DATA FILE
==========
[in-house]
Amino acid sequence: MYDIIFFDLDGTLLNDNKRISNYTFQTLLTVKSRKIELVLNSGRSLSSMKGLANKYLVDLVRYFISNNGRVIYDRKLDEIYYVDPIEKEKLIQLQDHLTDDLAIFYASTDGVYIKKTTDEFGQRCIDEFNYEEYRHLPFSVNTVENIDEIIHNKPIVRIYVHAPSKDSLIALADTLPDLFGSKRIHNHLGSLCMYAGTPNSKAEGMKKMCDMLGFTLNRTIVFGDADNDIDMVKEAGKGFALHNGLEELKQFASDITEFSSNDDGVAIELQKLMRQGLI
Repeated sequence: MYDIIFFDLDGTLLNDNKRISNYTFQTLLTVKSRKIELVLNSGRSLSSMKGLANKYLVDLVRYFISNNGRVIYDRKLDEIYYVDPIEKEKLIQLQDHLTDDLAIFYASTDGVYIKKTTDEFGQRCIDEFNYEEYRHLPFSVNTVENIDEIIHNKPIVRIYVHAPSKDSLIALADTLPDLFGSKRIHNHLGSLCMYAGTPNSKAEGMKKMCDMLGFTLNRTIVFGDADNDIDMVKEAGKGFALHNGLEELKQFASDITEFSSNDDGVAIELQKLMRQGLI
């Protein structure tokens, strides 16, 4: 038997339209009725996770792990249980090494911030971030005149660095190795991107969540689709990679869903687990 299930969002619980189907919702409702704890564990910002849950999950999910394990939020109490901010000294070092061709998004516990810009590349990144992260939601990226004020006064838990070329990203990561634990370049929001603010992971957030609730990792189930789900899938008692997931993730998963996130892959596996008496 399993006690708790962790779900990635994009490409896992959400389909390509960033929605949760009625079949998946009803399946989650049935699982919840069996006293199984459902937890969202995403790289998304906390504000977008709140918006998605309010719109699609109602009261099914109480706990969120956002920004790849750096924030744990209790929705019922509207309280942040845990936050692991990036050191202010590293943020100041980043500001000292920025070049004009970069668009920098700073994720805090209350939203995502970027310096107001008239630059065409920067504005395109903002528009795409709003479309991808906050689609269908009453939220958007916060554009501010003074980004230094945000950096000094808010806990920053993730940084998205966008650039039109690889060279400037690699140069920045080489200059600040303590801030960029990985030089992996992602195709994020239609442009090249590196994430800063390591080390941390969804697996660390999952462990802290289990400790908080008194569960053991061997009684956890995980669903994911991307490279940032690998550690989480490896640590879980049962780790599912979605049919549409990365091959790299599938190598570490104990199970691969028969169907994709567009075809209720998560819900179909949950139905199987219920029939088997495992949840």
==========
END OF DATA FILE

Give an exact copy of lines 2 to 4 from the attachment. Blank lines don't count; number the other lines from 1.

Amino acid sequence: MYDIIFFDLDGTLLNDNKRISNYTFQTLLTVKSRKIELVLNSGRSLSSMKGLANKYLVDLVRYFISNNGRVIYDRKLDEIYYVDPIEKEKLIQLQDHLTDDLAIFYASTDGVYIKKTTDEFGQRCIDEFNYEEYRHLPFSVNTVENIDEIIHNKPIVRIYVHAPSKDSLIALADTLPDLFGSKRIHNHLGSLCMYAGTPNSKAEGMKKMCDMLGFTLNRTIVFGDADNDIDMVKEAGKGFALHNGLEELKQFASDITEFSSNDDGVAIELQKLMRQGLI
Repeated sequence: MYDIIFFDLDGTLLNDNKRISNYTFQTLLTVKSRKIELVLNSGRSLSSMKGLANKYLVDLVRYFISNNGRVIYDRKLDEIYYVDPIEKEKLIQLQDHLTDDLAIFYASTDGVYIKKTTDEFGQRCIDEFNYEEYRHLPFSVNTVENIDEIIHNKPIVRIYVHAPSKDSLIALADTLPDLFGSKRIHNHLGSLCMYAGTPNSKAEGMKKMCDMLGFTLNRTIVFGDADNDIDMVKEAGKGFALHNGLEELKQFASDITEFSSNDDGVAIELQKLMRQGLI
């Protein structure tokens, strides 16, 4: 038997339209009725996770792990249980090494911030971030005149660095190795991107969540689709990679869903687990 299930969002619980189907919702409702704890564990910002849950999950999910394990939020109490901010000294070092061709998004516990810009590349990144992260939601990226004020006064838990070329990203990561634990370049929001603010992971957030609730990792189930789900899938008692997931993730998963996130892959596996008496 399993006690708790962790779900990635994009490409896992959400389909390509960033929605949760009625079949998946009803399946989650049935699982919840069996006293199984459902937890969202995403790289998304906390504000977008709140918006998605309010719109699609109602009261099914109480706990969120956002920004790849750096924030744990209790929705019922509207309280942040845990936050692991990036050191202010590293943020100041980043500001000292920025070049004009970069668009920098700073994720805090209350939203995502970027310096107001008239630059065409920067504005395109903002528009795409709003479309991808906050689609269908009453939220958007916060554009501010003074980004230094945000950096000094808010806990920053993730940084998205966008650039039109690889060279400037690699140069920045080489200059600040303590801030960029990985030089992996992602195709994020239609442009090249590196994430800063390591080390941390969804697996660390999952462990802290289990400790908080008194569960053991061997009684956890995980669903994911991307490279940032690998550690989480490896640590879980049962780790599912979605049919549409990365091959790299599938190598570490104990199970691969028969169907994709567009075809209720998560819900179909949950139905199987219920029939088997495992949840």